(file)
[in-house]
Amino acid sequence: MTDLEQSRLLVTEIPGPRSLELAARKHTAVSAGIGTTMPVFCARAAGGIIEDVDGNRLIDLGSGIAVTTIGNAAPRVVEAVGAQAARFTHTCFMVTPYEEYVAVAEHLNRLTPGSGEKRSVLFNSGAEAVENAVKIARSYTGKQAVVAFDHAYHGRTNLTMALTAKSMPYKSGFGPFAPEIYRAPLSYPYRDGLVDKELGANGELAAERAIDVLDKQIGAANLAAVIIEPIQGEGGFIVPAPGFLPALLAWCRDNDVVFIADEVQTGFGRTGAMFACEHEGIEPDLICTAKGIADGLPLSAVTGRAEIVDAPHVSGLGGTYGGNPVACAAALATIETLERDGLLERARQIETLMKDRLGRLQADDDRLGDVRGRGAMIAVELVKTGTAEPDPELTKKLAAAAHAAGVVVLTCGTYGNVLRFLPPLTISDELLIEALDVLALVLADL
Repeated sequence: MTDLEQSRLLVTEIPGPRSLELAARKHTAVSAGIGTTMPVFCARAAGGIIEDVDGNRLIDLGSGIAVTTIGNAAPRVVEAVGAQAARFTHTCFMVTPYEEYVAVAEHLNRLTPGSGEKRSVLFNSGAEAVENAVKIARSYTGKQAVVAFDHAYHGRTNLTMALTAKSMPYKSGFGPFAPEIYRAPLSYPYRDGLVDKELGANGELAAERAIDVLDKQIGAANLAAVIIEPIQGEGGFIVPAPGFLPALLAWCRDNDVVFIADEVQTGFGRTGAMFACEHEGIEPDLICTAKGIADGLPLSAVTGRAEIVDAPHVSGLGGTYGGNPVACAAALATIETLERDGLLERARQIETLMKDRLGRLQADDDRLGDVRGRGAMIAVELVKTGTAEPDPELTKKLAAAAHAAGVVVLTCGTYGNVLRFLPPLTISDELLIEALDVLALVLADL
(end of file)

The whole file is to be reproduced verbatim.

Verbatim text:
[in-house]
Amino acid sequence: MTDLEQSRLLVTEIPGPRSLELAARKHTAVSAGIGTTMPVFCARAAGGIIEDVDGNRLIDLGSGIAVTTIGNAAPRVVEAVGAQAARFTHTCFMVTPYEEYVAVAEHLNRLTPGSGEKRSVLFNSGAEAVENAVKIARSYTGKQAVVAFDHAYHGRTNLTMALTAKSMPYKSGFGPFAPEIYRAPLSYPYRDGLVDKELGANGELAAERAIDVLDKQIGAANLAAVIIEPIQGEGGFIVPAPGFLPALLAWCRDNDVVFIADEVQTGFGRTGAMFACEHEGIEPDLICTAKGIADGLPLSAVTGRAEIVDAPHVSGLGGTYGGNPVACAAALATIETLERDGLLERARQIETLMKDRLGRLQADDDRLGDVRGRGAMIAVELVKTGTAEPDPELTKKLAAAAHAAGVVVLTCGTYGNVLRFLPPLTISDELLIEALDVLALVLADL
Repeated sequence: MTDLEQSRLLVTEIPGPRSLELAARKHTAVSAGIGTTMPVFCARAAGGIIEDVDGNRLIDLGSGIAVTTIGNAAPRVVEAVGAQAARFTHTCFMVTPYEEYVAVAEHLNRLTPGSGEKRSVLFNSGAEAVENAVKIARSYTGKQAVVAFDHAYHGRTNLTMALTAKSMPYKSGFGPFAPEIYRAPLSYPYRDGLVDKELGANGELAAERAIDVLDKQIGAANLAAVIIEPIQGEGGFIVPAPGFLPALLAWCRDNDVVFIADEVQTGFGRTGAMFACEHEGIEPDLICTAKGIADGLPLSAVTGRAEIVDAPHVSGLGGTYGGNPVACAAALATIETLERDGLLERARQIETLMKDRLGRLQADDDRLGDVRGRGAMIAVELVKTGTAEPDPELTKKLAAAAHAAGVVVLTCGTYGNVLRFLPPLTISDELLIEALDVLALVLADL